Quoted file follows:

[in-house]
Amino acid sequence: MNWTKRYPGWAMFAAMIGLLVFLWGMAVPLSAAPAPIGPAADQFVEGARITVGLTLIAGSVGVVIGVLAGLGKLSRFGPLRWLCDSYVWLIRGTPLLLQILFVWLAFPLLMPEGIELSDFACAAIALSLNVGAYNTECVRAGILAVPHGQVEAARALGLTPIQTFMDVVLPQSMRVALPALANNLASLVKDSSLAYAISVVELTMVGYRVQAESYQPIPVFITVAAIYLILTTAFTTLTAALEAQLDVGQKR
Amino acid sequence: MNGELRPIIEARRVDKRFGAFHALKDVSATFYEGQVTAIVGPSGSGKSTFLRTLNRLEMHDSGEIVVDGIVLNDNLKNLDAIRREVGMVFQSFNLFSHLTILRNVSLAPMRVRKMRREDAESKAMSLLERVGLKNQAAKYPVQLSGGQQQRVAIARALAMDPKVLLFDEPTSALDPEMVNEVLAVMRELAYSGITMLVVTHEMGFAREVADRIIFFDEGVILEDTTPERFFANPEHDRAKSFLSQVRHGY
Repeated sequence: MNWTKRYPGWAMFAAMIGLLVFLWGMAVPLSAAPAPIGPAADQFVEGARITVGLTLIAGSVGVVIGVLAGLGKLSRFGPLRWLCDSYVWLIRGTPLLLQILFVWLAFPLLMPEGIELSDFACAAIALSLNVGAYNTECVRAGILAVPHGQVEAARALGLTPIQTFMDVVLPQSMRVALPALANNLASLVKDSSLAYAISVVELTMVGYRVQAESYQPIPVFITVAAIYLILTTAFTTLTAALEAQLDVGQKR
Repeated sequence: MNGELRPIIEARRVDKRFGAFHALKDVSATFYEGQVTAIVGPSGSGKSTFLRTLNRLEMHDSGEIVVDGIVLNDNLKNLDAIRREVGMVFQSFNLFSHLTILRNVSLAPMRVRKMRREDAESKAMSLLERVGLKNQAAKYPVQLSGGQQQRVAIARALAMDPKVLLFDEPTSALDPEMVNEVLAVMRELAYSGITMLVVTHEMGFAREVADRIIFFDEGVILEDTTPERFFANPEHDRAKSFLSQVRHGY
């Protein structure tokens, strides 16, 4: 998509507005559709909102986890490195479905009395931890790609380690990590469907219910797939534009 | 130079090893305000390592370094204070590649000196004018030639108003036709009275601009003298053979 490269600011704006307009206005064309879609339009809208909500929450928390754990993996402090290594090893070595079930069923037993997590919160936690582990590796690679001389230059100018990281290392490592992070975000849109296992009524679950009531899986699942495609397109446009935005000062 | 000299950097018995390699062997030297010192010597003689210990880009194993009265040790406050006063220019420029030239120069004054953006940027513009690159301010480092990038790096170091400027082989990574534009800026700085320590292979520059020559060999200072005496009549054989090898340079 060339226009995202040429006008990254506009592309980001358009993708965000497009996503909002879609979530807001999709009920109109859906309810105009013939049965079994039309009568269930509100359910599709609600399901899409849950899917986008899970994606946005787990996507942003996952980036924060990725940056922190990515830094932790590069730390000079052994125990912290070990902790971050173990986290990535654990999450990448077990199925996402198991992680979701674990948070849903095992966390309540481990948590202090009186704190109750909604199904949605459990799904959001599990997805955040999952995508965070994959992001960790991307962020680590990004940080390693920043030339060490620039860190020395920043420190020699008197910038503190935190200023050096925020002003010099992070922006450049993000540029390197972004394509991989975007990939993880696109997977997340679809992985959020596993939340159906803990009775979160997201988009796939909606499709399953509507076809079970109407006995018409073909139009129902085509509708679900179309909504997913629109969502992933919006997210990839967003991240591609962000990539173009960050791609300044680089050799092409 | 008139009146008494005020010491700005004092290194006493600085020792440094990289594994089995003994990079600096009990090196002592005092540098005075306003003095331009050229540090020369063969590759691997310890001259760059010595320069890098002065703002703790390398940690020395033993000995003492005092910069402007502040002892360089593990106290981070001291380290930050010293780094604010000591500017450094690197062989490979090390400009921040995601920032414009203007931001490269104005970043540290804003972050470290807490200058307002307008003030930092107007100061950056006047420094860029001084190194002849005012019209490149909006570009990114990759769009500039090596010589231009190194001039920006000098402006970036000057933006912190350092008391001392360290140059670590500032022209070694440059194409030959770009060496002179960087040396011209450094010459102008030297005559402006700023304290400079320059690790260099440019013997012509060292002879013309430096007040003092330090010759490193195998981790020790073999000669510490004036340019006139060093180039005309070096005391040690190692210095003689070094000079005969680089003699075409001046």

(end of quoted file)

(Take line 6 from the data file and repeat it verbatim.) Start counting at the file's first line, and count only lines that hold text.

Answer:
């Protein structure tokens, strides 16, 4: 998509507005559709909102986890490195479905009395931890790609380690990590469907219910797939534009 | 130079090893305000390592370094204070590649000196004018030639108003036709009275601009003298053979 490269600011704006307009206005064309879609339009809208909500929450928390754990993996402090290594090893070595079930069923037993997590919160936690582990590796690679001389230059100018990281290392490592992070975000849109296992009524679950009531899986699942495609397109446009935005000062 | 000299950097018995390699062997030297010192010597003689210990880009194993009265040790406050006063220019420029030239120069004054953006940027513009690159301010480092990038790096170091400027082989990574534009800026700085320590292979520059020559060999200072005496009549054989090898340079 060339226009995202040429006008990254506009592309980001358009993708965000497009996503909002879609979530807001999709009920109109859906309810105009013939049965079994039309009568269930509100359910599709609600399901899409849950899917986008899970994606946005787990996507942003996952980036924060990725940056922190990515830094932790590069730390000079052994125990912290070990902790971050173990986290990535654990999450990448077990199925996402198991992680979701674990948070849903095992966390309540481990948590202090009186704190109750909604199904949605459990799904959001599990997805955040999952995508965070994959992001960790991307962020680590990004940080390693920043030339060490620039860190020395920043420190020699008197910038503190935190200023050096925020002003010099992070922006450049993000540029390197972004394509991989975007990939993880696109997977997340679809992985959020596993939340159906803990009775979160997201988009796939909606499709399953509507076809079970109407006995018409073909139009129902085509509708679900179309909504997913629109969502992933919006997210990839967003991240591609962000990539173009960050791609300044680089050799092409 | 008139009146008494005020010491700005004092290194006493600085020792440094990289594994089995003994990079600096009990090196002592005092540098005075306003003095331009050229540090020369063969590759691997310890001259760059010595320069890098002065703002703790390398940690020395033993000995003492005092910069402007502040002892360089593990106290981070001291380290930050010293780094604010000591500017450094690197062989490979090390400009921040995601920032414009203007931001490269104005970043540290804003972050470290807490200058307002307008003030930092107007100061950056006047420094860029001084190194002849005012019209490149909006570009990114990759769009500039090596010589231009190194001039920006000098402006970036000057933006912190350092008391001392360290140059670590500032022209070694440059194409030959770009060496002179960087040396011209450094010459102008030297005559402006700023304290400079320059690790260099440019013997012509060292002879013309430096007040003092330090010759490193195998981790020790073999000669510490004036340019006139060093180039005309070096005391040690190692210095003689070094000079005969680089003699075409001046």